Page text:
He said, “Too many people think they have struggled with temptation when they have prayed for deliverance and hoped the desire would go away. That is too passive. Yes, 'God works in us to will and to do His good pleasure, but the effect is that we work out our own salvation with fear and trembling'" (Philipppian 2:12-13, paraphrase).

“Gouging out your eye may be a metaphor,” and he's referring to what Jesus said in the Gospel of Matthew, “but it means something very violent. The brain is a muscle to be flexed for purity, and in the Christian, it is supercharged with the Spirit of Christ. What this means is that we must not give a sexual image or impulse or any other sinful image or impulse more than five seconds before we mount a violent counter-attack with the mind.

“I mean that,” he said, “five seconds. In the first two seconds, we shout, 'No! Get out of my head!' In the next two seconds, we cry out, 'Oh God, in the name of Jesus, help me! Save me now! I am Yours.'

“Good beginning, but then the real battle begins. This is a mind war. The absolute necessity is to get the image and the impulse out of our mind. How? Get a Christ-exalting, soul-captivating counter image into the mind. Fight! Push! Strike! Don't ease up! It must be an image that is so powerful that the other images cannot survive.”

He says, “So my question is, do you fight, rather than only praying and waiting and trying to avoid? We are talking about ruthless, vicious, mental warfare, not just praying and waiting. Say 'no.' Say it within five seconds. Say it out loud if you dare. Be tough and warlike. As John Owen, one of the great Puritan writers said, 'Be killing sin, or it will be killing you.'”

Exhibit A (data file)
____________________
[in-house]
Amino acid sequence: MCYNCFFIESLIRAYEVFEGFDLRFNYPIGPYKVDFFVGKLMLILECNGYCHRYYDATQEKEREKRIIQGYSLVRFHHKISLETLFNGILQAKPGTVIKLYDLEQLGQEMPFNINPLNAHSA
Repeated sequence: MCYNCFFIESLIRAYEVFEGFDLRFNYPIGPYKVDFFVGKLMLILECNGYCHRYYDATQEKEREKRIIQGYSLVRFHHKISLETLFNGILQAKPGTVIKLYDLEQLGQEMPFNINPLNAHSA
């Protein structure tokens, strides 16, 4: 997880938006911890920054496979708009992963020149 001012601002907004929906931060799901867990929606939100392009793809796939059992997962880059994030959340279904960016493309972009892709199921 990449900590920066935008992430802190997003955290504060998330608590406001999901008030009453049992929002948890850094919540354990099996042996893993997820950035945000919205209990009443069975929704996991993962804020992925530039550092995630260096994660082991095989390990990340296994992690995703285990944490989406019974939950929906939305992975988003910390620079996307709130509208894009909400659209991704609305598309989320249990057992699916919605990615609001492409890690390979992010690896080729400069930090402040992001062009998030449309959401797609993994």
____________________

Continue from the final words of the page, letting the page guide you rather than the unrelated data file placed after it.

Now, that's tough language. He says strike fast and strike hard. Five seconds, say no—within five seconds. Don't wait five seconds.

A-N-T “Turn the mind forcefully toward Christ as a superior satisfaction. Attack the promises of sin with the promises of Christ.” And then "H." "Hold the promise and the pleasure of Christ firmly in your mind until it pushes the other images out.”

He said, “Here is where many fail. They give in too soon. They say, 'I tried to push the fantasy out, and it didn't work.' I ask [John Piper says], 'How long did you try? How hard did you exert your mind?' Be brutal. Hold the promise of Christ before your eyes. Hold it! Hold it! Don't let it go! Keep holding it! How long? As long as it takes. Fight! For Christ's sake, fight till you win!

“If an electric garage door were about to crush your child, you would hold it up with all your might and holler for help and hold it and hold it and hold it and hold it. More is at stake in dealing with our sinful lusts, so hold the promise and the pleasure of Christ firmly in your mind until it pushes the other images out.”